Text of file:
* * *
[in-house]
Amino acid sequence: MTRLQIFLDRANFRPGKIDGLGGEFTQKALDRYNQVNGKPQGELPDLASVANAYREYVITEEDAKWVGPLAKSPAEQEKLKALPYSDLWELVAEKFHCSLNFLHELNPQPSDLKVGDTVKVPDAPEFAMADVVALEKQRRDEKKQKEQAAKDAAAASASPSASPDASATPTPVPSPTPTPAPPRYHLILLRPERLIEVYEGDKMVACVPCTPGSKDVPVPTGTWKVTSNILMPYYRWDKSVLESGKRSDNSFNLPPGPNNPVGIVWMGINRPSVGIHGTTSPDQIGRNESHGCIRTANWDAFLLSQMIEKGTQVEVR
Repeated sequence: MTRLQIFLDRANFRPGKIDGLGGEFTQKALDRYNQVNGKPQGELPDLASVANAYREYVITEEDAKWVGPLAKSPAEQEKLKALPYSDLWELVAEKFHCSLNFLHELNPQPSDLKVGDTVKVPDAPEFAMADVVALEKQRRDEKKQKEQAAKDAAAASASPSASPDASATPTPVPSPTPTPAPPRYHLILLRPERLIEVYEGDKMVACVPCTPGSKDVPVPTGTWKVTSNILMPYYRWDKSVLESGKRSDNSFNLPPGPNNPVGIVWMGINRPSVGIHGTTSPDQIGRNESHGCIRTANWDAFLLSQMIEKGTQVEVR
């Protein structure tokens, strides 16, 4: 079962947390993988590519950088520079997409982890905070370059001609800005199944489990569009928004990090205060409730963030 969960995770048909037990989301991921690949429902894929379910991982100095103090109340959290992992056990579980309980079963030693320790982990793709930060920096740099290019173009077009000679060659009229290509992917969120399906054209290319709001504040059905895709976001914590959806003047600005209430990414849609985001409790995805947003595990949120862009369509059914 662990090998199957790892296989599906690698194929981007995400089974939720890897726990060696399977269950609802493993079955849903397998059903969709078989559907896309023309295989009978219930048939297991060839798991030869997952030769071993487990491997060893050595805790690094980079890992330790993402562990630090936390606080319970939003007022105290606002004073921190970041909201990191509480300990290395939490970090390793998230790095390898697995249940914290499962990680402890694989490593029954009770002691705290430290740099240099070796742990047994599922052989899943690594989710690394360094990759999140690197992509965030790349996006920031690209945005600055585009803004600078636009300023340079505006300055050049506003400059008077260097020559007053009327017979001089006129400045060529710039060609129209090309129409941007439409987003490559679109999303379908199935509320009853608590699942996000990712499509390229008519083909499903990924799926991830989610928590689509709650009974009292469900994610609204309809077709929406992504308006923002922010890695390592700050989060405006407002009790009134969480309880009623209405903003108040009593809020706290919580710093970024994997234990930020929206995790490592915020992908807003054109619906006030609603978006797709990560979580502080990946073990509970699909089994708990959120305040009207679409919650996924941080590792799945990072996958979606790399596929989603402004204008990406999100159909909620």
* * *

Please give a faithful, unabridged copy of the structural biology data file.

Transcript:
[in-house]
Amino acid sequence: MTRLQIFLDRANFRPGKIDGLGGEFTQKALDRYNQVNGKPQGELPDLASVANAYREYVITEEDAKWVGPLAKSPAEQEKLKALPYSDLWELVAEKFHCSLNFLHELNPQPSDLKVGDTVKVPDAPEFAMADVVALEKQRRDEKKQKEQAAKDAAAASASPSASPDASATPTPVPSPTPTPAPPRYHLILLRPERLIEVYEGDKMVACVPCTPGSKDVPVPTGTWKVTSNILMPYYRWDKSVLESGKRSDNSFNLPPGPNNPVGIVWMGINRPSVGIHGTTSPDQIGRNESHGCIRTANWDAFLLSQMIEKGTQVEVR
Repeated sequence: MTRLQIFLDRANFRPGKIDGLGGEFTQKALDRYNQVNGKPQGELPDLASVANAYREYVITEEDAKWVGPLAKSPAEQEKLKALPYSDLWELVAEKFHCSLNFLHELNPQPSDLKVGDTVKVPDAPEFAMADVVALEKQRRDEKKQKEQAAKDAAAASASPSASPDASATPTPVPSPTPTPAPPRYHLILLRPERLIEVYEGDKMVACVPCTPGSKDVPVPTGTWKVTSNILMPYYRWDKSVLESGKRSDNSFNLPPGPNNPVGIVWMGINRPSVGIHGTTSPDQIGRNESHGCIRTANWDAFLLSQMIEKGTQVEVR
């Protein structure tokens, strides 16, 4: 079962947390993988590519950088520079997409982890905070370059001609800005199944489990569009928004990090205060409730963030 969960995770048909037990989301991921690949429902894929379910991982100095103090109340959290992992056990579980309980079963030693320790982990793709930060920096740099290019173009077009000679060659009229290509992917969120399906054209290319709001504040059905895709976001914590959806003047600005209430990414849609985001409790995805947003595990949120862009369509059914 662990090998199957790892296989599906690698194929981007995400089974939720890897726990060696399977269950609802493993079955849903397998059903969709078989559907896309023309295989009978219930048939297991060839798991030869997952030769071993487990491997060893050595805790690094980079890992330790993402562990630090936390606080319970939003007022105290606002004073921190970041909201990191509480300990290395939490970090390793998230790095390898697995249940914290499962990680402890694989490593029954009770002691705290430290740099240099070796742990047994599922052989899943690594989710690394360094990759999140690197992509965030790349996006920031690209945005600055585009803004600078636009300023340079505006300055050049506003400059008077260097020559007053009327017979001089006129400045060529710039060609129209090309129409941007439409987003490559679109999303379908199935509320009853608590699942996000990712499509390229008519083909499903990924799926991830989610928590689509709650009974009292469900994610609204309809077709929406992504308006923002922010890695390592700050989060405006407002009790009134969480309880009623209405903003108040009593809020706290919580710093970024994997234990930020929206995790490592915020992908807003054109619906006030609603978006797709990560979580502080990946073990509970699909089994708990959120305040009207679409919650996924941080590792799945990072996958979606790399596929989603402004204008990406999100159909909620």